February 8, 1995
Regarding your recent article about the difficulty facing professional sports teams in the Southern California area (Jan. 21): You cited the Pittsburgh Steelers as an example of a team with a following and a name that reflects the city itself. Well, I have suggestion for the name of the next (and there will be a next) pro football team in Los Angeles, which I think is appropriate on several levels. Are you ready--Los Angeles Tourists. Think about it. GEORGIA MINSER El Segundo
January 30, 2005
Thank you for your article on the growing rate of animal custody battles ("To Love, Honor and Belly-Scratch," by Sanjiv Bhattacharya, Jan. 9). It reflects society's growing compassion toward animals. Animals have been seen as property and have endured the most horrific acts of cruelty. Women and children were once seen as property. I'm glad that has changed. All animals share the same basic needs and desires--to live and be free from pain. Who gets to parent the dog is a reflection of our society's increasing awareness that we are guardians over other living creatures, not owners.
October 19, 1989
Schmoker's misunderstanding of self-esteem reflects the same substandard performance about which he complains. Schmoker has confused self-esteem with other-esteem. Our self-esteem emanates from our heart and impacts upon our mind and soul, thereby reflecting the miraculous reality of our being. The clearer the reflection the better we feel. Our other-esteem forms from that which is outside of us and reflects our relationship with other concepts, things and people. Ideally the two are compatible.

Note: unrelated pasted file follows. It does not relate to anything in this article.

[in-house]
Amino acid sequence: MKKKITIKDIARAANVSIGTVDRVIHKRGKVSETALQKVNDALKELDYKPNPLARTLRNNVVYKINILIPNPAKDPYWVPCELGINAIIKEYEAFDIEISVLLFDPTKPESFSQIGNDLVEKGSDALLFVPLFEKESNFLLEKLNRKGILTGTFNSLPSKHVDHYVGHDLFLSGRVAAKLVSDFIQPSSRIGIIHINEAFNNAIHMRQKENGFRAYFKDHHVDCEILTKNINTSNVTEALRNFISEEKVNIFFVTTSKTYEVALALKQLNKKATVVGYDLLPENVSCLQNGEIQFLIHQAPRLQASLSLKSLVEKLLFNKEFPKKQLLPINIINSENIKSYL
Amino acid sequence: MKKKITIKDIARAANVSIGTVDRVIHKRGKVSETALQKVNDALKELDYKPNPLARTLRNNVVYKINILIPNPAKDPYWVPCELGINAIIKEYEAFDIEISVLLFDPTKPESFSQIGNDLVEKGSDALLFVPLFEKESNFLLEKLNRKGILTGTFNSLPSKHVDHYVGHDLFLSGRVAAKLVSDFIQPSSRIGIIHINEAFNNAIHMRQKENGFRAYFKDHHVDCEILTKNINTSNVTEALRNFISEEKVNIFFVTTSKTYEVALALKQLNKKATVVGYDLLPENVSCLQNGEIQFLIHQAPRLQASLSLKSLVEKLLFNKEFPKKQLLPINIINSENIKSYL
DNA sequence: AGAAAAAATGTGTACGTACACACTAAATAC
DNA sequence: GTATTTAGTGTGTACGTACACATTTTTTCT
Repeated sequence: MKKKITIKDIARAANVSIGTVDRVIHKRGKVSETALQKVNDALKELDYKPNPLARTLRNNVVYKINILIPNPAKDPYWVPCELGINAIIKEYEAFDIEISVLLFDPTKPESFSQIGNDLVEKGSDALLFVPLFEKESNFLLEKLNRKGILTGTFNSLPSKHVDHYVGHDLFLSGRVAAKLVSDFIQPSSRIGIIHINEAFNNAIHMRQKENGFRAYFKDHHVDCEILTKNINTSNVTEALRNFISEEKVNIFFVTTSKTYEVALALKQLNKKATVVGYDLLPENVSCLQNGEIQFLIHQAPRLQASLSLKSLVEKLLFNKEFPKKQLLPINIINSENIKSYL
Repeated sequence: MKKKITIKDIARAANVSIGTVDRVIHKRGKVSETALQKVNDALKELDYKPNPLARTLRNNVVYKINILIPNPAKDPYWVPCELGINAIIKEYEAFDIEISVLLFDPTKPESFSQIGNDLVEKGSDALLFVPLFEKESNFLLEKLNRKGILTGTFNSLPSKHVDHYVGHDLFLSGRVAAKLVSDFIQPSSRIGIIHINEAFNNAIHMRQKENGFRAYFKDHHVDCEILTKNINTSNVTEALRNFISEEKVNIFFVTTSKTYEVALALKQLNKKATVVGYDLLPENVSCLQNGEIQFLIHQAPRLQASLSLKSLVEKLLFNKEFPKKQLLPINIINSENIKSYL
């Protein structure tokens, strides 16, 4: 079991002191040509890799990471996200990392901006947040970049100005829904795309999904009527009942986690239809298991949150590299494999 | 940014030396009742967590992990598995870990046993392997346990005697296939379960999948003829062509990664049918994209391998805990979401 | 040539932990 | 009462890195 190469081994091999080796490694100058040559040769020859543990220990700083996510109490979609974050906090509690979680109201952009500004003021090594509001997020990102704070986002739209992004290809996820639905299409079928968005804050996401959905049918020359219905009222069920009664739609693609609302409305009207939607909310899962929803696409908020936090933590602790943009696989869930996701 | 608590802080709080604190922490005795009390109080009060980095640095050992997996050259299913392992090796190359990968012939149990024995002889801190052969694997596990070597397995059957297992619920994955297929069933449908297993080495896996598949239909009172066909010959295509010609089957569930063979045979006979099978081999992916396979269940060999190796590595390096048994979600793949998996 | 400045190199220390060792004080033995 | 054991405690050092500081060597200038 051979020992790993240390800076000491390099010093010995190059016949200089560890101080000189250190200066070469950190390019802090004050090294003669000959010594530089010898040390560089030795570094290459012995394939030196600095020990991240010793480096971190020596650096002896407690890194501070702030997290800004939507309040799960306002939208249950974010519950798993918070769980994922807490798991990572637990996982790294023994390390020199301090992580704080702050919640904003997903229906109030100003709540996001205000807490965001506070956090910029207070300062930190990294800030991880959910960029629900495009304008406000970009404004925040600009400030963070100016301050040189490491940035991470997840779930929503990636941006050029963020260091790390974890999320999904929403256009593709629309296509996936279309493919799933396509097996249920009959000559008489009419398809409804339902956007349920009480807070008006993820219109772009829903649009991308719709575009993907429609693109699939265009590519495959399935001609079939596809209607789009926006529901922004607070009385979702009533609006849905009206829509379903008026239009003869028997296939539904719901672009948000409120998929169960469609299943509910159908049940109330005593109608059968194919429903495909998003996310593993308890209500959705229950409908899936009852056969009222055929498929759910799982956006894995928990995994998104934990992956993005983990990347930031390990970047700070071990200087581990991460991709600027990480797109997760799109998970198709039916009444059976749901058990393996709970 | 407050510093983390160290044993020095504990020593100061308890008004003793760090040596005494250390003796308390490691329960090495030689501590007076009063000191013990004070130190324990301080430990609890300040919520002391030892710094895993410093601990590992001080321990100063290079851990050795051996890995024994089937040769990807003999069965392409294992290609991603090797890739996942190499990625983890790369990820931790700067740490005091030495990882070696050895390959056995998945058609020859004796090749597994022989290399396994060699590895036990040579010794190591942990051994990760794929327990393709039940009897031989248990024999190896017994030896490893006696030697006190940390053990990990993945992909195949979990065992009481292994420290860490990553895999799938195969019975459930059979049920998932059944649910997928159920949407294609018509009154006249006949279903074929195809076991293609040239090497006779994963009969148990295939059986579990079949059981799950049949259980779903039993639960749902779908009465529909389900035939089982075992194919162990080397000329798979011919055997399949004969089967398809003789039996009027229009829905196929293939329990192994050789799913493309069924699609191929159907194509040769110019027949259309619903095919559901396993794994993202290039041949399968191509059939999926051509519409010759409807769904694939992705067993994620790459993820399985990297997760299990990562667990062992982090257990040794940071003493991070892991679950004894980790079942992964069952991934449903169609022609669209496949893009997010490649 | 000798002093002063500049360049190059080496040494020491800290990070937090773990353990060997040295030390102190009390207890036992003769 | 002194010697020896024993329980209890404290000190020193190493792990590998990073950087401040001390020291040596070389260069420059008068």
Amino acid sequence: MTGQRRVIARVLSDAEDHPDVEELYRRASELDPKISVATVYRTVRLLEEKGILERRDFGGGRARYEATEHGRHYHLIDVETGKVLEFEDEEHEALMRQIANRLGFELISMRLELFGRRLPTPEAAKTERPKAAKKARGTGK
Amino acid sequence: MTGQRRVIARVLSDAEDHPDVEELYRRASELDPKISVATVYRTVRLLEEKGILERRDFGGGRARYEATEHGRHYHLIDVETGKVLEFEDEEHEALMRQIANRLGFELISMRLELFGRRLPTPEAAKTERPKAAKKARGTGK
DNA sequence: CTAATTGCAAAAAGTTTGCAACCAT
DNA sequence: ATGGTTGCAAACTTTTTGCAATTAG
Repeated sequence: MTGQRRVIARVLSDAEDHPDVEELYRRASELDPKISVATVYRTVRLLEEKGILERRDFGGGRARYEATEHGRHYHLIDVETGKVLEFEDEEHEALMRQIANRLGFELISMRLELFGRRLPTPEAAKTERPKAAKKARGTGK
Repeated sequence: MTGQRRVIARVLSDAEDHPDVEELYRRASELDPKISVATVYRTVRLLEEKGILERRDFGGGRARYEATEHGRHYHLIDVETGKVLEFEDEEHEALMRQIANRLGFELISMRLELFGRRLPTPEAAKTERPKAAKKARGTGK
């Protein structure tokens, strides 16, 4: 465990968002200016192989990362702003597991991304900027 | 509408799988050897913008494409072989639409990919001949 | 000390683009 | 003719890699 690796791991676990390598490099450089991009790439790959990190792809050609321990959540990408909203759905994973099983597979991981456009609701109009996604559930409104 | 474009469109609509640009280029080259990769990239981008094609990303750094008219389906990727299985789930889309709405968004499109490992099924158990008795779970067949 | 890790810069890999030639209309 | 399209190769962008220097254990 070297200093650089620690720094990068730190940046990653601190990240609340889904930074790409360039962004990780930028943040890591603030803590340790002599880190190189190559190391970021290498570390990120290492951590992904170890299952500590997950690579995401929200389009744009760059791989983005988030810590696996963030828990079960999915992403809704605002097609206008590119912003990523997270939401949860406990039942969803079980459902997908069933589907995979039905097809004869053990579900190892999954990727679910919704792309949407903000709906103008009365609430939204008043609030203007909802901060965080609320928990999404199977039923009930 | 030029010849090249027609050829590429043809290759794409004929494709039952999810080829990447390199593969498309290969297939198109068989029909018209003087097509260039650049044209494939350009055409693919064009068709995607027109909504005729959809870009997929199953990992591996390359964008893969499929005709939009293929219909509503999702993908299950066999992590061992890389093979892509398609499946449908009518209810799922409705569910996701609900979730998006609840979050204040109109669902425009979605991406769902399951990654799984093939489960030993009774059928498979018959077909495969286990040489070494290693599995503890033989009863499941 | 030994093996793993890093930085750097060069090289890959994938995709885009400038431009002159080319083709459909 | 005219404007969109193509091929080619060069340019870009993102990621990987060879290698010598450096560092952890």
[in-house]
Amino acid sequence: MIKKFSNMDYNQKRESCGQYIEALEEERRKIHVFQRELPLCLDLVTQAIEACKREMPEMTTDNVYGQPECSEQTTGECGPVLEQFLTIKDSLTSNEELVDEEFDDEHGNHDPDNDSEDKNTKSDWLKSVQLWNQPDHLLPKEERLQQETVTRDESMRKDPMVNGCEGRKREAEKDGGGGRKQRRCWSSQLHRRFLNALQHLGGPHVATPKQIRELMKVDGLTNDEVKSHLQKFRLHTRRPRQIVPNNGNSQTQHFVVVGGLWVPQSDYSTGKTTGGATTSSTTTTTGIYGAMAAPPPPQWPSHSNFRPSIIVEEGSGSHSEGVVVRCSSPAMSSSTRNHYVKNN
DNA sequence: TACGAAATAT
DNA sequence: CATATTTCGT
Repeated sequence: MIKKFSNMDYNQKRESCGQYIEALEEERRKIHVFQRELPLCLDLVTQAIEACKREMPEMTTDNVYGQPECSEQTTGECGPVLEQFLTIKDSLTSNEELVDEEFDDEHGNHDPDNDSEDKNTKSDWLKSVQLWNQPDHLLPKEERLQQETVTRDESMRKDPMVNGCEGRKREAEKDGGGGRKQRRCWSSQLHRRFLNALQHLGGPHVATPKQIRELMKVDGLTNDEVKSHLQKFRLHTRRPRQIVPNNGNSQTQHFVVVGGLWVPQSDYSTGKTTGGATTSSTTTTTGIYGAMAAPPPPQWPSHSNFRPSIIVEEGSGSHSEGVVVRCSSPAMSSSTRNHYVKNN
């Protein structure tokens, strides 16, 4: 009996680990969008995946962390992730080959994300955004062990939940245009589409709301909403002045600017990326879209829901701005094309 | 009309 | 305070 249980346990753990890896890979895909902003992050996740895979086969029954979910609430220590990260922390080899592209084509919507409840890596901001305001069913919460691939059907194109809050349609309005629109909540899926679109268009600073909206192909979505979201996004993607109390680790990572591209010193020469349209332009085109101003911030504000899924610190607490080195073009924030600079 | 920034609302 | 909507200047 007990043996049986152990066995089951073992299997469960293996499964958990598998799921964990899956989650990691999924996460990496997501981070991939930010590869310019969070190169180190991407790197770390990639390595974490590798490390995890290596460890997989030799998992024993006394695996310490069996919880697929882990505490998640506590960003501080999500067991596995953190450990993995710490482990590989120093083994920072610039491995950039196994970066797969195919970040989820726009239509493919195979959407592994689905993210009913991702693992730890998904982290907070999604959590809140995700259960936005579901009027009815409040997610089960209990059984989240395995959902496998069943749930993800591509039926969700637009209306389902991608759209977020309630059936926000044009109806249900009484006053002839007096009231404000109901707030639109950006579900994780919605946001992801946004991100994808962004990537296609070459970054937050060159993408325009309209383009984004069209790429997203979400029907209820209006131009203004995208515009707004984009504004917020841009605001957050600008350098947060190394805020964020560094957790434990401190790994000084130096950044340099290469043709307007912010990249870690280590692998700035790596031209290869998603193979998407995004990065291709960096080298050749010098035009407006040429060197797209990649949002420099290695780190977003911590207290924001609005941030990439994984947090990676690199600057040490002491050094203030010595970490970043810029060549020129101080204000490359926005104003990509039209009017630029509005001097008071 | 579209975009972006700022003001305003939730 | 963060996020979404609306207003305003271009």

It was just another tragedy in family court. A young crack mother, desperate to conceal her pregnancy, had locked herself in a tenement bathroom and given birth to a three-pound boy. As she pushed, he fell to the floor and broke his skull. The mother abandoned him, like she had two previous babies. All were born addicted to crack. "Can we do anything about this woman?" asks Judge Judith Sheindlin, her voice taut with anger.
April 14, 2014 | Kate Linthicum
JERUSALEM - The crowd that gathered at the recent grand opening of Cinema City hadn't come for the movies. They were there in droves to protest a government regulation that keeps the 19-screen cineplex closed each week from sundown Friday to sundown Saturday. "Jerusalem, wake up!" the protesters chanted as security guards blocked them from entering the lobby. "Nonreligious people are equal too!" The demonstration was the latest skirmish in Jerusalem's long-running "Sabbath wars," which for decades have pitted the city's secular Jewish population against its ultra-Orthodox community over whether shops, theaters and other public spaces can remain open on the Jewish day of rest.
April 11, 2014 | By Deborah Vankin